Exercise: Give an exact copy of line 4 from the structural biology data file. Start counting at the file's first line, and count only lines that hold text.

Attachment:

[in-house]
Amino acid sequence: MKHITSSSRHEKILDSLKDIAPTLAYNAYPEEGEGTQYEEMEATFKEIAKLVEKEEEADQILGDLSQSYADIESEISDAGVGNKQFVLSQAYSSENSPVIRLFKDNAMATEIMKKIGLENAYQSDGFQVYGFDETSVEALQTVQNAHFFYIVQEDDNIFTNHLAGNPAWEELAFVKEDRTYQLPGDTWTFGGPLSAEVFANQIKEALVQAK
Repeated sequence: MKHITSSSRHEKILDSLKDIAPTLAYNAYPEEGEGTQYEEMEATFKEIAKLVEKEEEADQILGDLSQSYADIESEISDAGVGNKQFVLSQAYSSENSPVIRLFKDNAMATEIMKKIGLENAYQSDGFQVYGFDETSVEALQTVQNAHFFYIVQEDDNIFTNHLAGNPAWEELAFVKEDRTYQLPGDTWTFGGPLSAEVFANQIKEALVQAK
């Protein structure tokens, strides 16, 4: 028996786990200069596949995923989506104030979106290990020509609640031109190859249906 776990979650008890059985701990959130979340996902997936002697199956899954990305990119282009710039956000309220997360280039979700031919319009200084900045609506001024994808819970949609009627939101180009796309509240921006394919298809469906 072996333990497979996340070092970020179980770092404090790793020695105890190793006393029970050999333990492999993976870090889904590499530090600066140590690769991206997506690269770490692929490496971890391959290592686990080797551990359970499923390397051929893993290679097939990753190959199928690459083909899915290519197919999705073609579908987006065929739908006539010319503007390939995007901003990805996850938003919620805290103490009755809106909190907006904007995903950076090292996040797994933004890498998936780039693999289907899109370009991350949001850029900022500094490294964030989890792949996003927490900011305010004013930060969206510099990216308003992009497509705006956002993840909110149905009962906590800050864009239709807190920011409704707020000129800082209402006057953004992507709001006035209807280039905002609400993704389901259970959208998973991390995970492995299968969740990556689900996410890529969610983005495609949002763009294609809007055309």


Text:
């Protein structure tokens, strides 16, 4: 028996786990200069596949995923989506104030979106290990020509609640031109190859249906 776990979650008890059985701990959130979340996902997936002697199956899954990305990119282009710039956000309220997360280039979700031919319009200084900045609506001024994808819970949609009627939101180009796309509240921006394919298809469906 072996333990497979996340070092970020179980770092404090790793020695105890190793006393029970050999333990492999993976870090889904590499530090600066140590690769991206997506690269770490692929490496971890391959290592686990080797551990359970499923390397051929893993290679097939990753190959199928690459083909899915290519197919999705073609579908987006065929739908006539010319503007390939995007901003990805996850938003919620805290103490009755809106909190907006904007995903950076090292996040797994933004890498998936780039693999289907899109370009991350949001850029900022500094490294964030989890792949996003927490900011305010004013930060969206510099990216308003992009497509705006956002993840909110149905009962906590800050864009239709807190920011409704707020000129800082209402006057953004992507709001006035209807280039905002609400993704389901259970959208998973991390995970492995299968969740990556689900996410890529969610983005495609949002763009294609809007055309």